Beef Wellington

Beef Wellington

I know that beef wellington is not that well known in our conuntry, but seeing that I live in a town called Wellington, I decided to add this beef wellington recipe as a tribute to the greatness of English cuisine. Beef Wellington is a steak dish of English origin, made out of fillet steak coated with pâté and duxelles (a preparation of mushrooms sautéed with onions, shallots, garlic, and parsley and used to make stuffing or sauce), wrapped in puff pastry, then baked. Some recipes include wrapping the coated meat in a crêpe or parma ham (prosciutto) to retain the moisture and prevent it from making the pastry soggy.
The history of this beef wellington recipe is unknown. Meat baked in pastry was a well-established part of English cuisine, and that the dish's similarity to the French filet de bœuf en croûte (fillet of beef in pastry) might imply that Beef Wellington was a timely patriotic rebranding of a trendy continental dish. If you ever run out of ideas of what to prepare for friends or family and have the time, then this beef wellington recipes should come to your rescue. It sounds like a lot of work, but believe me, the outcome is amazing and for people who are not that familiar with beef wellington, the surprise is something to remembber.
Another thing to notice about the difference between the French and English versions of beef wellington is that the French spell filet with on l as where the rest of the World spells Fillet with two l's. I hope you enjoy this beef wellington recipe. Please rate it or share it with your friends using the social media links at the bottom of the page. Thanks for being here.

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Serves: 8 Prep time: 45 Minutes Cook time: 20 Minutes Ready in: 65 Minutes

Nutrition: Calories 376 per slice Carbs: 14g per slice Protein: 15g per slice Fat: 28g per slice

1 ½ kg center-cut beef fillet (ternderloin) (3 lb)
2 tablespoons canola oil
¼ cup english mustard (60 g)
1 tablespoon butter
2 shallots (onions), minced
910 g white (button) mushrooms (2 lb), minced (cremini/porobello alternative)
5 cloves garlic, minced
225 g prosciutto (½ lb), thinly sliced, or ham
1 sheet puff pastry
2 eggs, beaten
kosher salt and black pepper to taste
If not defrosted, let the beef fillet come to room temperature. Season all over with kosher salt and pepper.
Add canola oil to a large pan on high heat. Once the oil is hot, add the fillet. Without moving the fillet, cook until a dark brown crust forms, about 3 minutes per side. Repeat searing on all sides, including the fillet ends.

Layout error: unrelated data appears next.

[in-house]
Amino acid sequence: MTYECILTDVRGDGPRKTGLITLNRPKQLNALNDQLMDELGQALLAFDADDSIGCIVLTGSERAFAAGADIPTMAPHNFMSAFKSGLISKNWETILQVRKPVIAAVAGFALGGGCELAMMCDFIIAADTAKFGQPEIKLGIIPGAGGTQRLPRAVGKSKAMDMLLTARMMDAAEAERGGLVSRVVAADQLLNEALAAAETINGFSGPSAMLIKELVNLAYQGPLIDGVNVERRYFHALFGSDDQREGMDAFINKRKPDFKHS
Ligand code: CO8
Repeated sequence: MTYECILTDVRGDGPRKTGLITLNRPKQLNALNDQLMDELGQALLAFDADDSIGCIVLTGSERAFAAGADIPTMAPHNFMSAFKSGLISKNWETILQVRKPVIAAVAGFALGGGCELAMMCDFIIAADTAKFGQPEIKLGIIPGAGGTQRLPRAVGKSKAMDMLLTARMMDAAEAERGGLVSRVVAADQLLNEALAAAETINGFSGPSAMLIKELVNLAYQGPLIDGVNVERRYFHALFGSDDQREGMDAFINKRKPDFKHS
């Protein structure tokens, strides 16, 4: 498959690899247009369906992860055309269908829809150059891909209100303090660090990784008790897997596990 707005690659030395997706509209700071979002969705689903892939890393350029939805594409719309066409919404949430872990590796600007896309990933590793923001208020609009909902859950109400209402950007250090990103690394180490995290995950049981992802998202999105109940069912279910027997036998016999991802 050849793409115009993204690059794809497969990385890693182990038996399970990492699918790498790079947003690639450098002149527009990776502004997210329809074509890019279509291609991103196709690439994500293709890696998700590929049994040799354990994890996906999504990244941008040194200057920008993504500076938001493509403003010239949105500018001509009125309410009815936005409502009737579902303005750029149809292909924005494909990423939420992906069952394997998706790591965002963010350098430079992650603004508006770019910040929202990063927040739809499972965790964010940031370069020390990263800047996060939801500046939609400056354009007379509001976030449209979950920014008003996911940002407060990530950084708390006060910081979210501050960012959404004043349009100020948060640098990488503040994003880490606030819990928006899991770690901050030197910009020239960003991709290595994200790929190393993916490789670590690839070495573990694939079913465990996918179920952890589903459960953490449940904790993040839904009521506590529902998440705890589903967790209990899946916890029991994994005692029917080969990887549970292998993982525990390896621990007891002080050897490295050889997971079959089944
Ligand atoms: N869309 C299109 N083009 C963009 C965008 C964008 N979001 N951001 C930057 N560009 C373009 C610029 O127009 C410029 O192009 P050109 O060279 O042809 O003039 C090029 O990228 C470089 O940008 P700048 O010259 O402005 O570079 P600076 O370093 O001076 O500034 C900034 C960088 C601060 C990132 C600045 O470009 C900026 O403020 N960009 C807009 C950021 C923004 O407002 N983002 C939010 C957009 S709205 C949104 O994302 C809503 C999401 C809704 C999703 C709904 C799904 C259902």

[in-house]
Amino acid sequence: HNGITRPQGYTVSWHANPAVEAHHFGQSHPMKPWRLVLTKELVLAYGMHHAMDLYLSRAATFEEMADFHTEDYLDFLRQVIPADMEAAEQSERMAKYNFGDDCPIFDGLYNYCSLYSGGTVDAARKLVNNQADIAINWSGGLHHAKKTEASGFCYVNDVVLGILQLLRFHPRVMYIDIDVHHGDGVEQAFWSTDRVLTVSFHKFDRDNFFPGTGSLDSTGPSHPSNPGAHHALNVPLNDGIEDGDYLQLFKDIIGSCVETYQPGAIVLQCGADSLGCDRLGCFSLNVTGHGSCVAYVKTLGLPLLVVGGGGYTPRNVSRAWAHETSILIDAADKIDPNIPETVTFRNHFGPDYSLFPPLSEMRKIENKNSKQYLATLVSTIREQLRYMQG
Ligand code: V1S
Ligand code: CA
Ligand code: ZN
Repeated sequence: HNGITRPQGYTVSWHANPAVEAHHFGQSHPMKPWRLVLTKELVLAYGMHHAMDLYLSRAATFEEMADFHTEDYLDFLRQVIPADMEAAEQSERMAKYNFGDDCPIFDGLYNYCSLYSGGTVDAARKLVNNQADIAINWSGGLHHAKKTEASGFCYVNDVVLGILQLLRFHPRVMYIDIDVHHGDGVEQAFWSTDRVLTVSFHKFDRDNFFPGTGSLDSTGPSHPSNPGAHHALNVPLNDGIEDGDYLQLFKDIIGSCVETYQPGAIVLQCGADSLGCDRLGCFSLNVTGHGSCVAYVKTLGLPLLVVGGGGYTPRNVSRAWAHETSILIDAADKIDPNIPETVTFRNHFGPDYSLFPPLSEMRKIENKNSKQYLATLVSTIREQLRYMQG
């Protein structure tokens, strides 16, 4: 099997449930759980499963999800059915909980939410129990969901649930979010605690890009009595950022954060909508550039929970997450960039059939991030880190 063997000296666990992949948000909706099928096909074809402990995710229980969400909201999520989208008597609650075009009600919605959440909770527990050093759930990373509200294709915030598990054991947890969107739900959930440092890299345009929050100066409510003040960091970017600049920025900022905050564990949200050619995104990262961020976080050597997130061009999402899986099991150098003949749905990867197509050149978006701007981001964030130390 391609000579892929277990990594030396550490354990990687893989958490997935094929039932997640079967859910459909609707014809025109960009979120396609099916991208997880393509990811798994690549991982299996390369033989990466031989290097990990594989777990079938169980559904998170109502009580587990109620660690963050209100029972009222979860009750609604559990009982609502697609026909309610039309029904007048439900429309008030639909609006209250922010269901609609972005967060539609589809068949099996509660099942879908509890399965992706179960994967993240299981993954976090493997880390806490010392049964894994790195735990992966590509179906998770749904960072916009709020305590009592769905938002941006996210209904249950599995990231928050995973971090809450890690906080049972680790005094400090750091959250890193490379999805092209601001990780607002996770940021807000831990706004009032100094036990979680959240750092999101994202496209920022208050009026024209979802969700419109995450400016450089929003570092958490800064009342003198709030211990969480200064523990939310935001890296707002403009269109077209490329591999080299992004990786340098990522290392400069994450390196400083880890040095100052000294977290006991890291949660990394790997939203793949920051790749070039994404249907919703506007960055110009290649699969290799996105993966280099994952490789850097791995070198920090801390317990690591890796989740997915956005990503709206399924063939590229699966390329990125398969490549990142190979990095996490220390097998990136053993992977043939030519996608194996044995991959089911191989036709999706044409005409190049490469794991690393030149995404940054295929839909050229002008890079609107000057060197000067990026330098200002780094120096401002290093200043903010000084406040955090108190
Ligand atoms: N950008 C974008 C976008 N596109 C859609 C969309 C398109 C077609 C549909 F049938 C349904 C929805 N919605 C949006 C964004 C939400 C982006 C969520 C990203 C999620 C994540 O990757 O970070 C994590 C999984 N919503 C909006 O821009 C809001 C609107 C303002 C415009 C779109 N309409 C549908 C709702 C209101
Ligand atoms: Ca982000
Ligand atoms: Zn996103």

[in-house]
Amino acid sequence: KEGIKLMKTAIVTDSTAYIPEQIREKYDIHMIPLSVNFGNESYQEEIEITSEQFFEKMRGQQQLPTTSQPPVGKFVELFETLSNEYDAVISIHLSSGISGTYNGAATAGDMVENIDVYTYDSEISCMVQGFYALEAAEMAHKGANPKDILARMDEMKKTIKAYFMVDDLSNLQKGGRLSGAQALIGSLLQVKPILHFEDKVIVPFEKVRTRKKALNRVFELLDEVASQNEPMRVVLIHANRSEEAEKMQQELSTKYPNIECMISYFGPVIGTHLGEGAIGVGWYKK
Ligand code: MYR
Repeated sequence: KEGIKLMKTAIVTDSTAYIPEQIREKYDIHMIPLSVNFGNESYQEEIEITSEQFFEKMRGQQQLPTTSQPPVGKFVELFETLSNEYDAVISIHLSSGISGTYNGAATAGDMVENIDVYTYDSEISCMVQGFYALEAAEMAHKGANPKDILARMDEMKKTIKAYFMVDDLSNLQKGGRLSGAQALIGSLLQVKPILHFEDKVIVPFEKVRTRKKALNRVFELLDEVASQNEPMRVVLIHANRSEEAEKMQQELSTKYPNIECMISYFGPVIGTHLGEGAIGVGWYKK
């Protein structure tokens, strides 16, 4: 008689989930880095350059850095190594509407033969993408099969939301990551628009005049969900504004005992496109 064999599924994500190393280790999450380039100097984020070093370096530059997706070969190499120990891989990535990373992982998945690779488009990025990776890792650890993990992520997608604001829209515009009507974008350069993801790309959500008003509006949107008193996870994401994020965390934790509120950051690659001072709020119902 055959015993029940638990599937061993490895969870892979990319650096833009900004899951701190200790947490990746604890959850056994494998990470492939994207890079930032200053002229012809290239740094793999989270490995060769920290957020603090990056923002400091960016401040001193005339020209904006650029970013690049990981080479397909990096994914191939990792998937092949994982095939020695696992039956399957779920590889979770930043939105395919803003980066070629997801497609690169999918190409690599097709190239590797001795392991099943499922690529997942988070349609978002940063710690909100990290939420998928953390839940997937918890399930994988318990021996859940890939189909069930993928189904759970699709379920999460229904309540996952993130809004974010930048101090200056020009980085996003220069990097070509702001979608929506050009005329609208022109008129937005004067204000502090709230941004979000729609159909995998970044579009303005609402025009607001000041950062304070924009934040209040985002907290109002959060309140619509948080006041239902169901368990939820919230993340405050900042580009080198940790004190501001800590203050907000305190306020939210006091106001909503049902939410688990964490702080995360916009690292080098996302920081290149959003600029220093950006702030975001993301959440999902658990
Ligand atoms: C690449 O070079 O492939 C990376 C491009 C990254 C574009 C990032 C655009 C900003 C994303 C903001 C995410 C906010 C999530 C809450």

Remove the fillet from the pan and transfer to a cutting board or wire rack and remove ties. Brush the mustard on all sides of the meat while it’s still warm. Let the meat rest for while making the duxelle (mushrooms cooked and reduced until dry). To the same pan, add the butter, mushrooms, minced shallot, and minced garlic over medium-high heat. Cook, stirring occasionally, until all the liquid evaporates and the mushroom mixture becomes a thick 25-30 minutes, dry-like paste. Season with salt and pepper to taste. Remove the mushrooms from the pan and let cool completely.
Place a large layer of overlapping sheets of plastic wrap on your work surface that is twice the length and width of the fillet.
Lay overlapping strips of prosciutto on the plastic into an even square layer. Spread a layer of the mushrooms evenly over the prosciutto.
Tightly and evenly wrap the fillet with the prosciutto, using the plastic wrap to wrap it even tighter and seal ends. Tie the ends of the plastic wrap together to hold the Wellington’s shape. Place in the refrigerator for 15 minutes. Preheat oven to 200°C (400°F).
Place a new layer of plastic wrap on the work surface and lay a sheet of puff pastry over it. Unwrap the prosciutto-wrapped beef fillet onto the puff pastry, wrapping until the ends meet. Cut off any extra puff pastry, making sure there is no overlap. Wrap the puff pastry in plastic wrap, tying the ends together to form a log shape. Place in the refrigerator for 15 minutes. Place the beef Wellington on a greased, parchment paper-lined baking sheet. Brush the surface with the beaten eggs. With a fork, score a decorative design onto the surface of the puff pastry.
Decorate with additional pastry (optional). Sprinkle with kosher salt.
Bake for 40 minutes or until the puff pastry is a dark golden brown and the internal temperature of the beef is 60°C (135°F) for medium-rare.
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